COVID-19 Employment Lawsuits Climbing the Courts: Second Circuit to Hear Previously Dismissed Public Nuisance and Workplace Safety Claims Against Amazon.
By Jesse Grasty, Esq., December 23, 2020
Employees at an Amazon warehouse in Staten Island have appealed the recent dismissal of their lawsuit, which alleged the company failed to comply with state and federal public health requirements during the COVID-19 pandemic. They will now bring their case before the United States Court of Appeals for the Second Circuit after recently filing an appeal on November 24, 2020.
In their lawsuit, Palmer v. Amazon.com, Inc., 20-cv-2468 (BMC) (E.D.N.Y.), which was originally filed in June, the workers alleged that Amazon created a public nuisance and breached its duty to provide a safe workplace under New York Labor Law Section 200 because:
• Amazon’s productivity requirements prevent employees from engaging in basic hygiene, sanitization, and social distancing. For instance, they feared that stopping to wash their hands or sanitize their works stations would lower their productivity scores.
• Only two of the breakrooms at the warehouse are air conditioned, causing workers to cluster in those areas on hot days, further impeding social distancing.
• Although Amazon conducts contact tracing, Plaintiffs claim it fails to do so adequately. Specifically, they claim that while Amazon uses surveillance to track movements it does not conduct interviews to get more information.
In addition, Plaintiffs alleged that Amazon violated New York Labor Law Wage Payment Law under Section 191 by failing to clearly communicate to its employees the availability of leave related to COVID-19 and failing to promptly pay workers the required leave.
On November 2, 2020, Judge Cogan in the Eastern District of New York granted Amazon’s motion to dismiss the public nuisance and New York Labor Law Section 200 claims without prejudice and the New York Labor Law Section 191 claim with prejudice.
In dismissing the public nuisance and Section 200 claims, Judge Cogan held that those claims belonged before OSHA. The Court explained that, “The central issue in this case is whether Amazon’s workplace policies at [its warehouse] adequately protect the safety of its workers during the COVID-19 pandemic.” The Court further reasoned that analyzing Plaintiffs’ claims required “both technical and policy expertise,” which the courts lack.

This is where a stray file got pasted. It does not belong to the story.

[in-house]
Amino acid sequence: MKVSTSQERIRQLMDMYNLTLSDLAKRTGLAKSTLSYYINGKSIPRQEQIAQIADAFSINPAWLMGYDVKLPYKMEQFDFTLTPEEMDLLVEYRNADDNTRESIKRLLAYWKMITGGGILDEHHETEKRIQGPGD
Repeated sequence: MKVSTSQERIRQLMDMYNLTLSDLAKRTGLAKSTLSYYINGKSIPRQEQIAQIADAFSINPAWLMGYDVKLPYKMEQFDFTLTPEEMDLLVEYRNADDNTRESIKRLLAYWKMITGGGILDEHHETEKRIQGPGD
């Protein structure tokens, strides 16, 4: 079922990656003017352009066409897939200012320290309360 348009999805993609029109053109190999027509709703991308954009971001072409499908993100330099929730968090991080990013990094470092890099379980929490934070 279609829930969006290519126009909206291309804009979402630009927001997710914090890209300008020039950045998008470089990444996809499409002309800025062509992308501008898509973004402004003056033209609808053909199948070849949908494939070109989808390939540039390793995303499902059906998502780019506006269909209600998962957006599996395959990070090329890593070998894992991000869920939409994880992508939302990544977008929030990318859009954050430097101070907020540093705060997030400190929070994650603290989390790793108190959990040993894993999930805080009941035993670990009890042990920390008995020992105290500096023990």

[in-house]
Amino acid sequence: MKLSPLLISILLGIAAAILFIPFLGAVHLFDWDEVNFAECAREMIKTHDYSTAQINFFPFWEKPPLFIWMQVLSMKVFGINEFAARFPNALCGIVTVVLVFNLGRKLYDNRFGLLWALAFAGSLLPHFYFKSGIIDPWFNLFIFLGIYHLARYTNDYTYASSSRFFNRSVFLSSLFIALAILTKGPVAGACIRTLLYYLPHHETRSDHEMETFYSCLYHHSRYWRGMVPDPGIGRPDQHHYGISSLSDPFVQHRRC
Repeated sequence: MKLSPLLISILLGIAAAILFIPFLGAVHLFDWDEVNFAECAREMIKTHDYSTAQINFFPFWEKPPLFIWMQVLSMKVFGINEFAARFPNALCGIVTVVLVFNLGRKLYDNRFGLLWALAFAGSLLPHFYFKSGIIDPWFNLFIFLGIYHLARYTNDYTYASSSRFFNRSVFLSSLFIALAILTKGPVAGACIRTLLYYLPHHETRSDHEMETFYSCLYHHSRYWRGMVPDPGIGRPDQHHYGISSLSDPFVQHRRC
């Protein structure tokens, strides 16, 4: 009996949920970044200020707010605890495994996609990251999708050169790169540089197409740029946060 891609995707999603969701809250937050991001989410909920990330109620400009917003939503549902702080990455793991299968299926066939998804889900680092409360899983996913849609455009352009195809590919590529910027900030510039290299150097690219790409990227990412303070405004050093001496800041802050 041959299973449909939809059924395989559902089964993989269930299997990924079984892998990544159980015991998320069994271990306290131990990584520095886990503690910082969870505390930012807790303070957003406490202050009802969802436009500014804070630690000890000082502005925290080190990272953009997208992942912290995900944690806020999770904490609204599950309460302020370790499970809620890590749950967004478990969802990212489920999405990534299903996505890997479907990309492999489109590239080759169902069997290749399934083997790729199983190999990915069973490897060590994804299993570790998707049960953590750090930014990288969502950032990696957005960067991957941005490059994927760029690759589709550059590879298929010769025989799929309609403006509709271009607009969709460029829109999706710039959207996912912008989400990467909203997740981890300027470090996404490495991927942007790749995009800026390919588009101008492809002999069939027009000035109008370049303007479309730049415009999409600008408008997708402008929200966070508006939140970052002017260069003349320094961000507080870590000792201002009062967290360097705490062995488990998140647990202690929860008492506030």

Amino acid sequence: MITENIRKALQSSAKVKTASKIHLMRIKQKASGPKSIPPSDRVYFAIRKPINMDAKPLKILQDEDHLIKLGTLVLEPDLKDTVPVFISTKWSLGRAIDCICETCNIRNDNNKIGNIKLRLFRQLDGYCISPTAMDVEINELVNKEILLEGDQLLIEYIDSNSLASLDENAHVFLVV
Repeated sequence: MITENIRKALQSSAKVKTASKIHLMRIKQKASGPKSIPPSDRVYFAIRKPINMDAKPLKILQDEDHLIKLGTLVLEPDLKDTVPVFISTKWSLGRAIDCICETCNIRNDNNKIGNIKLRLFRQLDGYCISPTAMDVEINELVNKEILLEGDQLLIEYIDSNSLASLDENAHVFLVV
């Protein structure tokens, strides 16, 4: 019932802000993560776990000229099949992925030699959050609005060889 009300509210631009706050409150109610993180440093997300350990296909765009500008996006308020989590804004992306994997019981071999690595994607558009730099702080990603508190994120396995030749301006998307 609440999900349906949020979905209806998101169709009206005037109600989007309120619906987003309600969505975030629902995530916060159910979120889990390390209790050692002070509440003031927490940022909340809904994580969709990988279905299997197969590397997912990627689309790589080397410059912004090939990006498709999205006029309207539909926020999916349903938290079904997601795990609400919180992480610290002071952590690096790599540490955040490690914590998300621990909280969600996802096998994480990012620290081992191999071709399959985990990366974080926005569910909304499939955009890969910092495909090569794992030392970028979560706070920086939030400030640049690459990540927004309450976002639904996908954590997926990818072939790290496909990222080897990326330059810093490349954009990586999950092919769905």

The Court further held that even if OSHA did not have primary jurisdiction over these claims, it still would have dismissed them. The Court noted that a public nuisance claims requires a special injury. However, Plaintiffs’ alleged injury – increased exposure to COVID-19 – was common to all New Yorkers. As to the Section 200 claim, the Court held that these claims for past workplace injuries belonged exclusively before workers’ compensation.
The Court also dismissed the Wage Payment claim, rejecting the New York Department of Labor’s recent guidance and noting that the statute applied to unpaid wages, which did not include sick leave.
Plaintiff’s counsel disagreed with the Court’s ruling. In a statement, counsel maintained that the “civil justice system, and not an Occupational Safety and Health Administration that has been AWOL throughout this crisis, is the right place for these … workers and members of their households to pursue their claims.”
While it remains uncertain how the Second Circuit will rule on this issue, it is clear that we will continue to see an increase in claims related to COVID-19, as plaintiffs and their lawyers continue to vigorously pursue all potential claims. It will also be interesting to see if other courts follow suit with the Eastern District of New York and encourage workers to file workplace safety claims with OSHA rather than our courts.
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